Gabon will face a number of security, investment and trading challenges in the coming months. In this article we provide a detailed forward-looking assessment of developments in the country.
Uncertainty over President Ali Bongo’s health is likely to raise succession risks in Gabon in the next 12 months. The Gabonese economy will face a near-term boost from increased oil production in 2019, but production remains on a downward trend. Reforms in the mining and hydrocarbons sectors are likely to improve the operating environment for foreign investors.
Civil war risks are moderately elevated, given persistent speculation over President Ali Bongo’s health and ability to lead the country.
Bongo suffered a stroke in Saudi Arabia in October 2018, and has made only limited media appearances since then. Bongo’s apparent incapacity indicates a growing risk of a leadership vacuum, which may result in a coup attempt.
However, the ruling Gabonese Democratic Party (PDG) is politically dominant, and would likely maintain power even if Bongo were unable to continue in his position.
The public sector's response to government austerity measures is likely to drive the risk of civil commotion in the medium term. In June 2018, measures were announced that included salary cuts for higher earners in the civil service and recruitment freezes.
With 70,000 employees, any protests by the civil service would likely attract sizeable numbers of people to major urban areas.
Protests would likely draw a robust response by the security services, particularly in Libreville, generating an elevated risk of property damage.
Gabon’s political opposition has lacked effective leadership since the 2016 election, and has failed to take advantage of Bongo’s prolonged period of absence.
As a result, the risk of a sustained protest movement organized by the opposition is limited in the medium term.
Gabon’s oil sector will benefit from an uptick in production in 2019, following the start of production at the Tortue oil field in September 2018.
This is expected to contribute to a 3% increase in crude oil output in 2019. However, the sector’s longer-term outlook is more challenging.
Oil output has been declining for a number of years, falling to 198,000 barrels per day from 370,000 barrels per day in 1997.
Gabon’s oil fields are relatively mature and, with limited investment planned for the coming years, output is likely to remain on a downward trend. This could affect Gabon’s overall economic performance, as reduced revenues limit the government’s ability to fund growth-supportive capital investment.
The government has worked to boost activity in non-oil sectors, with timber rising as a share of total exports from 8.8% in 2015, to 11.6% in 2017. Real GDP growth is forecast at 2.7% in 2019, slowing to 2.1% in 2020.
Gabon’s 1998 investment code affords the same rights to foreign firms operating in the country as to domestic companies.
In general, these obligations are upheld, and foreign investors are treated equally to Gabonese firms when purchasing land or entering commercial contracts.
The government has also taken several steps to encourage foreign investment in the country, which would suggest an unwillingness to selectively apply laws or regulations against foreign firms that would prevent them from carrying out business in the country.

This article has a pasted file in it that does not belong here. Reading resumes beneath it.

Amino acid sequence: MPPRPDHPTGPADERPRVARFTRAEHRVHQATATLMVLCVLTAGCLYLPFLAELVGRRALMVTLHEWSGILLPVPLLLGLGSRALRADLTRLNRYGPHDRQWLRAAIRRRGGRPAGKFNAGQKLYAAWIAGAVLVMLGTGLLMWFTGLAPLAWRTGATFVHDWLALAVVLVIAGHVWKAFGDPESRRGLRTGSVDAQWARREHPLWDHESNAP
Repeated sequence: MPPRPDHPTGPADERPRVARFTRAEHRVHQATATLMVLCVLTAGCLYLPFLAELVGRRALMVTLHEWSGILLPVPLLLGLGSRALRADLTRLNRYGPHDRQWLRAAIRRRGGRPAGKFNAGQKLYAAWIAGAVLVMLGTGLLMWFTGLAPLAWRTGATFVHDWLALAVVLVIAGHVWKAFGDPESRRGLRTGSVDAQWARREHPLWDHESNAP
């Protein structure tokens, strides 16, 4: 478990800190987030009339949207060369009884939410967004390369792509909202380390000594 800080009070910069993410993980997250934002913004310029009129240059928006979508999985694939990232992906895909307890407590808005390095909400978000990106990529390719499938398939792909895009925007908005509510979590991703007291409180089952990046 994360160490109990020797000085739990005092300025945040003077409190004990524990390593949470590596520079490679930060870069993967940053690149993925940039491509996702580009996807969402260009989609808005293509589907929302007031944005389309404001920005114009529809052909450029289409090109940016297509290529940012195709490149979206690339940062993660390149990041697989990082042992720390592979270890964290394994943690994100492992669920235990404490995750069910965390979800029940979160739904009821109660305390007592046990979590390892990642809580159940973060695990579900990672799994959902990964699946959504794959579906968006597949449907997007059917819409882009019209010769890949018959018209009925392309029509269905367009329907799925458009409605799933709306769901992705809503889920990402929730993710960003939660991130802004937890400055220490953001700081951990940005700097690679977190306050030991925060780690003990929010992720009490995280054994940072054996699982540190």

For example, in April 2014, with World Bank assistance, Gabon launched an agency to promote investment, manage public-private partnerships, and reduce bureaucratic procedures.
The Gabonese government has a track record of targeting foreign firms with expropriation at times of economic pressure.
For example, following the collapse in global oil prices in 2014, the government sought to protect revenues by expanding the role of the state-owned Gabon Oil Company (GOC) through the introduction of a new petroleum code.
Auditing of oil companies resulted in arbitrary back-dated tax demands, which were invoked as justification for contract cancelations or expropriation. In January 2013, the government took control of the Obangue oil field from Chinese firm Addax, claiming a breach of contract.
Since then, risks in the oil sector have decreased, as it has become apparent that GOC lacked the resources to effectively operate oil fields.
As a result, the National Assembly passed a new petroleum code in February 2019, the terms of which indicate easing government intervention in the sector.
A new mining code, effective from July 2019, also improves the regulatory environment for firms. The code extends operating licenses from 10 to 20 years and reduces taxation on mineral exports.
5 Key Takeaways
- Uncertainty over President Ali Bongo’s health is likely to raise succession risks in Gabon in the next 12 months. Bongo suffered a stroke in October 2018 and has made only limited appearances since.
- Gabon’s political opposition lacks effective leadership and has failed to take advantage of Bongo’s recent low profile. As a result, the risk of a sustained protest movement is limited in the medium term.
- Gabon’s oil sector will benefit from an uptick in production in 2019, following the start of production at the Tortue oil field in September 2018.
- The National Assembly passed a new petroleum code in February 2019, the terms of which indicate easing government intervention in the sector.
- A new mining code, effective from July 2019, also improves the regulatory environment for firms. The code extends operating licenses from 10 to 20 years and reduces taxation on mineral exports.
The monthly Risk Outlook is supported by our proprietary country risk rating tool, World Risk Review (WRR) which provides risk ratings across nine insurable perils for 197 countries. The country risk ratings are generated by a proprietary, algorithm-based modelling system incorporating over 200 international sources of data.